Balance Curve

The balance curve chart presents the cumulative result of the trading strategy using a line chart. The information provided in this chart represents the result of the strategy execution under conditions and parameters in which the developer carried out the historical simulation.

Considering the investor’s objectives, the developer could improve its performance by optimizing the initial parameters.

List of Trades

This section of the report shows in detail each trade that the strategy performed during the simulation period. This list usually shows the following data:

  • Date of entry.
  • Type of order (buy, sell).
  • Entry price.
  • Size of the position.
  • Date of close.
  • Closing price.
  • Profit or loss of the trade.
  • Profits and losses accumulated or Balance.



The historical simulation process provides an overview of trading strategy behavior according to the developer’s parameters initially defined. This information is reflected in the simulation report, which provides a wide variety of information about the strategy’s performance under predetermined conditions.

Within the information provided at the end of the historical simulation, there are key data that the developer should not fail to value these are: Total Net Profit, Maximal Drawdown, Total Trades, Percentage of Trades Winners, Profit Factor, and Sharpe Ratio, which some simulation software does not provide it. However, the lack of availability of this data is not a limitation for assessing the strategy’s performance but will depend greatly on the criteria and experience of the developer of the trading strategy.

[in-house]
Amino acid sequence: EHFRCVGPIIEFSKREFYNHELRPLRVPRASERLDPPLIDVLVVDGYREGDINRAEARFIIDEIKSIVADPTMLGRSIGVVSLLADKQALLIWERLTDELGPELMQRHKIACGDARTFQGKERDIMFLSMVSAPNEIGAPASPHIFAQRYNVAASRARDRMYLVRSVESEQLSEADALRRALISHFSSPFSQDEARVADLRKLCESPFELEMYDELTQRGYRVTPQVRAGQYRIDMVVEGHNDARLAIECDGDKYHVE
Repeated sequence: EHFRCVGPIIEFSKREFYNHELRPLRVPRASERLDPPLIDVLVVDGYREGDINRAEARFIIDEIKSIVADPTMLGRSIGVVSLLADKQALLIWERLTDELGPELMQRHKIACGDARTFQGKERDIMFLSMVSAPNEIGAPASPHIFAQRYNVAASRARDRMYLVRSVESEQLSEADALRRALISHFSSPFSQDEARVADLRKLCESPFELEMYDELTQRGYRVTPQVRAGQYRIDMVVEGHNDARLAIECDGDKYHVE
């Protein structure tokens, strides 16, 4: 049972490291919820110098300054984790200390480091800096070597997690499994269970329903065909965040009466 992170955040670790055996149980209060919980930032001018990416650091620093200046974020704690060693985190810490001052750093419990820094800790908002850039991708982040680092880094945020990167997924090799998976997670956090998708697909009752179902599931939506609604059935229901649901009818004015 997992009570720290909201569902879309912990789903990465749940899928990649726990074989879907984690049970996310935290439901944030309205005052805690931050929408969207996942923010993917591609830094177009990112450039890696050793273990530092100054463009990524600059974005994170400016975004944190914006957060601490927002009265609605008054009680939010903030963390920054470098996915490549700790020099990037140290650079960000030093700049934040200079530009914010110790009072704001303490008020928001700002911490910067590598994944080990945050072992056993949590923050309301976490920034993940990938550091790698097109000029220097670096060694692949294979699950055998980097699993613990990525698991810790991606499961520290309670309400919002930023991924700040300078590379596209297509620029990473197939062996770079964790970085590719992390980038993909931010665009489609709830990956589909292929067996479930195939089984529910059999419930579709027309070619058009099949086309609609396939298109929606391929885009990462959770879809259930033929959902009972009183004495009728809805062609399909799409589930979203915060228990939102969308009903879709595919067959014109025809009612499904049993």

The developer can use this information to confirm that the trading strategy is proceeding as specified initially. Also, it can use this data to understand the strategy’s behavior during each trade.

This information is also important to spot potential improvements in the strategy. For instance, you could detect that several large losses may be trimmed with a better stop-loss replacement. You could also find out that a good portion of the trades was closed at a less than optimal level. The developer may conclude that the system would greatly improve with a better take-profit algorithm.

Also, the information gathered from the simulation may help improve the entries. For instance, you could find out that there are large losses at the beginning of the trade most of the time. That could signal the entries flag too quickly, or you may notice that the strategy would benefit from early entries to improve profits.

Finally, according to the developer’s objectives and the information analysis, the developer could attempt to adjust and optimize the needed parameters that could improve the strategy’s performance.

Suggested Readings

  • Pardo, R.; The Evaluation and Optimization of Trading Strategies; John Wiley & Sons; 2nd Edition (2008).